At the end of the Second World War, Klara Janowska and her daughter, Alicja, find themselves in a refugee camp in Germany while waiting to be repatriated to England. Along with thousands of other displaced persons, Klara and Alicja have to endure appalling conditions but then Klara recognises a man from her past and knows she has to kill him before he kills her.
As a dangerous game of cat and mouse ensues, Klara takes three orphans under her wing while fighting her attraction to Davide, a camp administrator scarred by the loss of his wife and daughter, who acts like her guardian angel. However, Klara doesn’t have time to fall in love because she needs to get out of the camp and is prepared to do anything to make that happen.
At the end of the Second World War, just under 20 million people were classed as displaced persons as they had either been uprooted from their homes or had been freed from Nazi concentration camps. As you can imagine, finding a place for all those people was a severe challenge for the Allied forces who had to care for thousands of refugees in makeshift camps until a more permanent solution could be found. The camps had to be supplied with food, clothing and medical supplies which were already scarce due to the deprivations of the war years so it was difficult to ensure the refugees many needs were met.
In The Survivors, Klara and Alicja are interred in a camp in Germany after having walked all the way from Poland and are hoping to be repatriated to England where Klara has relatives. The camp is a dangerous place though the refugees are still fighting for survival due to a lack of food and the supplies. Klara is tough though and she finds away of procuring the things people want the most and is a operating a black market scheme to ensure she and Alicja are safe. Klara’s plans are upset though when she spots a familiar face from her past and she realises she will never be safe while he is there.
It takes a while for Klara’s background story to be revealed but it isn’t hard to figure out who the man is and why she is so afraid. Reviewing books like this is always a dilemma because you don’t want to reveal too much of the plot for fearing of spoiling it for someone else but suffice to say there are few secrets in Klara’s past that she doesn’t want revealed to the authorities.
The book is narrated by both Klara and her daughter, Alicja, so we get to see two different points of view which is essential as Klara sometimes does a lot of questionable things. Although Alicja is very young, she does have good insight into what is going on because she has endured so much through the war and is wise beyond her years. Klara is a strong character who has to make some hard decisions, decisions that are sometimes morally questionable, but she dares the reader to judge her motives and you find yourself asking what you would do in the circumstances. There are a myriad of other characters in their lives, some good some bad, and there are a few I wouldn’t have minded getting to know better but there just wasn’t enough time.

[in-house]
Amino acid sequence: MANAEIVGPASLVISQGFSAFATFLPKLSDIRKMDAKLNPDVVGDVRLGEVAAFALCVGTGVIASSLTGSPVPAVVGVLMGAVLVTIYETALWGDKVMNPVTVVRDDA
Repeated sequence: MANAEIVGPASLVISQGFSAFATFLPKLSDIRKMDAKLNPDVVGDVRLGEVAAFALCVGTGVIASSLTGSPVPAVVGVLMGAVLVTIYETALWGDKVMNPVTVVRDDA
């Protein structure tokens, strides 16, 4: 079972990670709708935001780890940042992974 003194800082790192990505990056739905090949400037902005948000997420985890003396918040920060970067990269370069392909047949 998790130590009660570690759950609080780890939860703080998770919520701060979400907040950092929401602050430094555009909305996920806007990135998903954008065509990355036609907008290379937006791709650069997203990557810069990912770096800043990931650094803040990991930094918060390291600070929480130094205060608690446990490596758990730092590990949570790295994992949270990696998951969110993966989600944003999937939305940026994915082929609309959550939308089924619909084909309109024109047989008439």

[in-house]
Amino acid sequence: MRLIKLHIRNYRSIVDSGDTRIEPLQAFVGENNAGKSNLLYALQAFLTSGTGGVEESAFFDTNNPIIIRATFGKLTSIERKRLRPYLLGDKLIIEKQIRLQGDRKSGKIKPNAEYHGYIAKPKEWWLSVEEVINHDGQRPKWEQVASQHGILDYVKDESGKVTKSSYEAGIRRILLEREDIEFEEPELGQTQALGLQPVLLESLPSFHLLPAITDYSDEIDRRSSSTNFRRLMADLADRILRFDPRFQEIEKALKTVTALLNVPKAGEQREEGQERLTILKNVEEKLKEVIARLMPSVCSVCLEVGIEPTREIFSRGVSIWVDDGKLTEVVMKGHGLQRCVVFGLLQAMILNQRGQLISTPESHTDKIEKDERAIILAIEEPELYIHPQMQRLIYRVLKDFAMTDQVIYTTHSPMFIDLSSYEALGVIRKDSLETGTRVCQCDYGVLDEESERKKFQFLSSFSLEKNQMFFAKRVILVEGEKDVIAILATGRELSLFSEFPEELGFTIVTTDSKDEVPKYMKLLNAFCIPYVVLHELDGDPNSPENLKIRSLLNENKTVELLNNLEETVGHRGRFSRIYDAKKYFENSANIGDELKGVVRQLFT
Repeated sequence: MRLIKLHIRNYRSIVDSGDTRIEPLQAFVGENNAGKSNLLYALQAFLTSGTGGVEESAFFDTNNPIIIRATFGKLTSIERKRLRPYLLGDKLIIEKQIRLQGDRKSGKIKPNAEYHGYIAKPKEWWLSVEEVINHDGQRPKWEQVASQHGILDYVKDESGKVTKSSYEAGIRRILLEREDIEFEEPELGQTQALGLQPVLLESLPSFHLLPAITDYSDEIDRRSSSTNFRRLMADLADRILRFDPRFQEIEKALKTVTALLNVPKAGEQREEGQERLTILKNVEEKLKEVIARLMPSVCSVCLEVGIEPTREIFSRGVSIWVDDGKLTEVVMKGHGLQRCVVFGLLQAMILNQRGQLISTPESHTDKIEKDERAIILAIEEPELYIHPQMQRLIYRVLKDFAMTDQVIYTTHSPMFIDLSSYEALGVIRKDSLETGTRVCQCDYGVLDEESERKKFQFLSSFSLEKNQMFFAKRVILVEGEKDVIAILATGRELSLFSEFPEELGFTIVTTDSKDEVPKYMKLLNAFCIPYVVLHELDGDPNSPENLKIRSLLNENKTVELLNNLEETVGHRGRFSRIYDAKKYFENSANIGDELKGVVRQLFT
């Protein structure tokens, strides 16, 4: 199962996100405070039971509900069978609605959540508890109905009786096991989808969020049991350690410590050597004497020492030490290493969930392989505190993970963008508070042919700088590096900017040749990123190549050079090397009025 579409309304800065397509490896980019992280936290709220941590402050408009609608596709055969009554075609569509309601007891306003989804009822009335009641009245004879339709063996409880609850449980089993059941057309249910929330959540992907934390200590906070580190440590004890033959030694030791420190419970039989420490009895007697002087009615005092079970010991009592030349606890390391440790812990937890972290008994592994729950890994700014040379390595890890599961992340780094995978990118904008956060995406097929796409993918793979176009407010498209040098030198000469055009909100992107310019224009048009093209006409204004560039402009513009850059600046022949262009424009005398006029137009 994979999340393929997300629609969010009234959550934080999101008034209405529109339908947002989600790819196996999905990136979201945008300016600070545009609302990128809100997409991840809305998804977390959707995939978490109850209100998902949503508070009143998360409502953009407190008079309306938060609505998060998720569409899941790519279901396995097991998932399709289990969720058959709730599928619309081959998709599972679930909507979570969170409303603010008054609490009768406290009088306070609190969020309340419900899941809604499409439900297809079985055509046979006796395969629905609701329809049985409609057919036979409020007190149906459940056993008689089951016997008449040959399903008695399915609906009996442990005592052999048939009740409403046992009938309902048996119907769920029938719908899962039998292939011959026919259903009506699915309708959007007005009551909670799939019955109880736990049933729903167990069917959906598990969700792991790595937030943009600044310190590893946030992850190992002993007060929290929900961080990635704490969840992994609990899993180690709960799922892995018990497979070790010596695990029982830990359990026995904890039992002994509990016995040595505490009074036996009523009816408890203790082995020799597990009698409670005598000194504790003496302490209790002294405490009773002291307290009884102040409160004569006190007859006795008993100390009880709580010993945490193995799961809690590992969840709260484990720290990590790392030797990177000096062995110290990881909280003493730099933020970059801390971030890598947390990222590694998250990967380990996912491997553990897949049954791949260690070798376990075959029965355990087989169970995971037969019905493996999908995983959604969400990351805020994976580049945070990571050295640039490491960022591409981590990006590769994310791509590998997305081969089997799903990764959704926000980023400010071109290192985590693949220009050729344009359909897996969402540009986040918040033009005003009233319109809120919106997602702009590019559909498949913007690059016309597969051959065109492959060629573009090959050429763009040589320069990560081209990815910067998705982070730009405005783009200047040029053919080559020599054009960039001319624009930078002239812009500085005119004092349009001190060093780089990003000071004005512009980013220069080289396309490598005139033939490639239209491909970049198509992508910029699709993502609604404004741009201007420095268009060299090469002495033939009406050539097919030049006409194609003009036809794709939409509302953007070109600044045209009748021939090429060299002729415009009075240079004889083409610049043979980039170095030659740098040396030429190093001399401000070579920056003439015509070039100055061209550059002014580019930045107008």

The setting of the book is incredible and it highlighted a period in the aftermath of the war that I wasn’t too familiar with. While I knew thousands of people had been released from concentration camps and had to be repatriated, I never really thought about how that process was achieved and where these refugees lived in the meantime. Many of the refugees were living in appalling conditions as the authorities struggled to provide for them and as the book progresses you learn how the camps were initially run by the military and were eventually taken over by the United Nations. It certainly sends a shiver down your spine when you realise not much as changed today when you consider the conditions our modern day refugees endure without the same level of help.
Klara and Alicja’s camp is situated in Germany which comes with a whole set of additional problems as there are German refugees in the camp which unsettles many. The German refugees were dissidents who either spoke out against the Nazi regime or were considered unsuitable to be part of the new Reich but most of the refugees cannot see past the fact they are German. The camp’s situation also makes it more difficult for supplies to be procured as the nearby towns have been destroyed by the Allies to the extent the Germans are starving. While I knew German towns were heavily bombed by the Allies, I had no idea how heavy the bombardment was and the sheer number of people who were killed. I think we are taught a very black and white view of the war at school, however I’ve been reading a lot of books lately which tell a different story about how civilians were trapped in their own Nazi nightmare.
The pace of the book is quite tight and I felt like I raced through the reading even though there was a lot to ponder, however there are a few twists at the end of the book which I felt were unnecessary and spoiled certain aspects for me. There was enough going on in the plot with Klara for me not to care about things like hidden Nazi treasure which is such a cliche anyway and the twist in Klara’s personal life had me rolling my eyes as we were in firmly in soapland territory here.